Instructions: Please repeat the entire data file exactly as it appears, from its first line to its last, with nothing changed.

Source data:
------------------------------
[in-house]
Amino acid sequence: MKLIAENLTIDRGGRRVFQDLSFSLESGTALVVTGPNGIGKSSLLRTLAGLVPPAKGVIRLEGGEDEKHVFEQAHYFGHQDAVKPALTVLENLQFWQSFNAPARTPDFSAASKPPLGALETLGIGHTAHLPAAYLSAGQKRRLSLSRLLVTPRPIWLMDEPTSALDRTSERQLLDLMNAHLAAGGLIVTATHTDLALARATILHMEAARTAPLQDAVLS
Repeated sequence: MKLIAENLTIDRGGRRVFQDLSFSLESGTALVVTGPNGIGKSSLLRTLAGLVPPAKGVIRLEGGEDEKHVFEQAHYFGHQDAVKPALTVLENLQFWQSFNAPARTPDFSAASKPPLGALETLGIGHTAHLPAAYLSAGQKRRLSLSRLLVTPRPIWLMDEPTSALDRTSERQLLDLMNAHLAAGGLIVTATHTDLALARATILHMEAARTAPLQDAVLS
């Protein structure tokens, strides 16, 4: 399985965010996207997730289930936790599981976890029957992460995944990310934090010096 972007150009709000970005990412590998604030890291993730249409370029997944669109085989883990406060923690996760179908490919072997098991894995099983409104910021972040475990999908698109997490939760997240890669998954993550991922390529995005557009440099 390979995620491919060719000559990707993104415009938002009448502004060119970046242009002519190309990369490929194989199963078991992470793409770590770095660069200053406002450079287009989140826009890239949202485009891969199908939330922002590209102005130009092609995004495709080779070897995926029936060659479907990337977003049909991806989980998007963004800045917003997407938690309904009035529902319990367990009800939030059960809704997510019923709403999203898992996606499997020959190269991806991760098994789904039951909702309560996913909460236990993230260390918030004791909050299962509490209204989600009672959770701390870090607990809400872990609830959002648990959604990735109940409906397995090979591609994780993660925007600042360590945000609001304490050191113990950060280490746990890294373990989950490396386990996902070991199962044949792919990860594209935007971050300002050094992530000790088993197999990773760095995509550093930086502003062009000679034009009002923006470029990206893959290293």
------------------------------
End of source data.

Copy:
[in-house]
Amino acid sequence: MKLIAENLTIDRGGRRVFQDLSFSLESGTALVVTGPNGIGKSSLLRTLAGLVPPAKGVIRLEGGEDEKHVFEQAHYFGHQDAVKPALTVLENLQFWQSFNAPARTPDFSAASKPPLGALETLGIGHTAHLPAAYLSAGQKRRLSLSRLLVTPRPIWLMDEPTSALDRTSERQLLDLMNAHLAAGGLIVTATHTDLALARATILHMEAARTAPLQDAVLS
Repeated sequence: MKLIAENLTIDRGGRRVFQDLSFSLESGTALVVTGPNGIGKSSLLRTLAGLVPPAKGVIRLEGGEDEKHVFEQAHYFGHQDAVKPALTVLENLQFWQSFNAPARTPDFSAASKPPLGALETLGIGHTAHLPAAYLSAGQKRRLSLSRLLVTPRPIWLMDEPTSALDRTSERQLLDLMNAHLAAGGLIVTATHTDLALARATILHMEAARTAPLQDAVLS
């Protein structure tokens, strides 16, 4: 399985965010996207997730289930936790599981976890029957992460995944990310934090010096 972007150009709000970005990412590998604030890291993730249409370029997944669109085989883990406060923690996760179908490919072997098991894995099983409104910021972040475990999908698109997490939760997240890669998954993550991922390529995005557009440099 390979995620491919060719000559990707993104415009938002009448502004060119970046242009002519190309990369490929194989199963078991992470793409770590770095660069200053406002450079287009989140826009890239949202485009891969199908939330922002590209102005130009092609995004495709080779070897995926029936060659479907990337977003049909991806989980998007963004800045917003997407938690309904009035529902319990367990009800939030059960809704997510019923709403999203898992996606499997020959190269991806991760098994789904039951909702309560996913909460236990993230260390918030004791909050299962509490209204989600009672959770701390870090607990809400872990609830959002648990959604990735109940409906397995090979591609994780993660925007600042360590945000609001304490050191113990950060280490746990890294373990989950490396386990996902070991199962044949792919990860594209935007971050300002050094992530000790088993197999990773760095995509550093930086502003062009000679034009009002923006470029990206893959290293």